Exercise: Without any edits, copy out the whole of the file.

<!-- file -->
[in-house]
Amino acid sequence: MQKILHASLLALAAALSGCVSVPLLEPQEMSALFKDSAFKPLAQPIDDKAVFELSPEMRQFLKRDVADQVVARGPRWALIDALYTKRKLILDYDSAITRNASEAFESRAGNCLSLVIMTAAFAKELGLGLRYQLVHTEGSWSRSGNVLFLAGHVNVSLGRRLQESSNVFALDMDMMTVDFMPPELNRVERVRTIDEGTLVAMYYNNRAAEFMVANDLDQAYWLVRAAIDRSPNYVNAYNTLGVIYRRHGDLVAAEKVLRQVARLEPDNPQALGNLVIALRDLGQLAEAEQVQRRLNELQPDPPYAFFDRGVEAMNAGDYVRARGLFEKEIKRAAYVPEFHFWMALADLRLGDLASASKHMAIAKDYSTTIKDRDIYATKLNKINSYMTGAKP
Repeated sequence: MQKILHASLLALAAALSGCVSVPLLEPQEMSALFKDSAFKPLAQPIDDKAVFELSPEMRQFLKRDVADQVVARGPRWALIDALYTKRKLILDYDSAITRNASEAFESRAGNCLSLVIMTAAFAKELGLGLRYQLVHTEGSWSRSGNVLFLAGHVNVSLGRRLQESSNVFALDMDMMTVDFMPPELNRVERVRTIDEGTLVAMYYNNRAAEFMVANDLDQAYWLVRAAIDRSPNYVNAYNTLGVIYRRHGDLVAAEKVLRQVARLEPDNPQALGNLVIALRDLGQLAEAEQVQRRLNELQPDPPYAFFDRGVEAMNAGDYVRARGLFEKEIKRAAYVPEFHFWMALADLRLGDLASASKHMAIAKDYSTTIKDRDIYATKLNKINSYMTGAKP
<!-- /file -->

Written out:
[in-house]
Amino acid sequence: MQKILHASLLALAAALSGCVSVPLLEPQEMSALFKDSAFKPLAQPIDDKAVFELSPEMRQFLKRDVADQVVARGPRWALIDALYTKRKLILDYDSAITRNASEAFESRAGNCLSLVIMTAAFAKELGLGLRYQLVHTEGSWSRSGNVLFLAGHVNVSLGRRLQESSNVFALDMDMMTVDFMPPELNRVERVRTIDEGTLVAMYYNNRAAEFMVANDLDQAYWLVRAAIDRSPNYVNAYNTLGVIYRRHGDLVAAEKVLRQVARLEPDNPQALGNLVIALRDLGQLAEAEQVQRRLNELQPDPPYAFFDRGVEAMNAGDYVRARGLFEKEIKRAAYVPEFHFWMALADLRLGDLASASKHMAIAKDYSTTIKDRDIYATKLNKINSYMTGAKP
Repeated sequence: MQKILHASLLALAAALSGCVSVPLLEPQEMSALFKDSAFKPLAQPIDDKAVFELSPEMRQFLKRDVADQVVARGPRWALIDALYTKRKLILDYDSAITRNASEAFESRAGNCLSLVIMTAAFAKELGLGLRYQLVHTEGSWSRSGNVLFLAGHVNVSLGRRLQESSNVFALDMDMMTVDFMPPELNRVERVRTIDEGTLVAMYYNNRAAEFMVANDLDQAYWLVRAAIDRSPNYVNAYNTLGVIYRRHGDLVAAEKVLRQVARLEPDNPQALGNLVIALRDLGQLAEAEQVQRRLNELQPDPPYAFFDRGVEAMNAGDYVRARGLFEKEIKRAAYVPEFHFWMALADLRLGDLASASKHMAIAKDYSTTIKDRDIYATKLNKINSYMTGAKP